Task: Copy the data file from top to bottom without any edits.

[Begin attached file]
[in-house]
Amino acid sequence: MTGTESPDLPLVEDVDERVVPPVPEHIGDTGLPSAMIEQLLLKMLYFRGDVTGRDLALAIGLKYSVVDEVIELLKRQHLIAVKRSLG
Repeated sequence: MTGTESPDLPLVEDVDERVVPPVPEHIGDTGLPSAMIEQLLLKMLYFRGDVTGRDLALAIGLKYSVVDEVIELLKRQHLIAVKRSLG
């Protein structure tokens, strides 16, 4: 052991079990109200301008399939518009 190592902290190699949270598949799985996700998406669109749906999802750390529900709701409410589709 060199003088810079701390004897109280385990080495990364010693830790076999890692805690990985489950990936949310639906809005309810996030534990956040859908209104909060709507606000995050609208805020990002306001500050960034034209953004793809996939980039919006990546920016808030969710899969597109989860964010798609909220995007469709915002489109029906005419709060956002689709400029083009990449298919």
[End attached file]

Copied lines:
[in-house]
Amino acid sequence: MTGTESPDLPLVEDVDERVVPPVPEHIGDTGLPSAMIEQLLLKMLYFRGDVTGRDLALAIGLKYSVVDEVIELLKRQHLIAVKRSLG
Repeated sequence: MTGTESPDLPLVEDVDERVVPPVPEHIGDTGLPSAMIEQLLLKMLYFRGDVTGRDLALAIGLKYSVVDEVIELLKRQHLIAVKRSLG
């Protein structure tokens, strides 16, 4: 052991079990109200301008399939518009 190592902290190699949270598949799985996700998406669109749906999802750390529900709701409410589709 060199003088810079701390004897109280385990080495990364010693830790076999890692805690990985489950990936949310639906809005309810996030534990956040859908209104909060709507606000995050609208805020990002306001500050960034034209953004793809996939980039919006990546920016808030969710899969597109989860964010798609909220995007469709915002489109029906005419709060956002689709400029083009990449298919």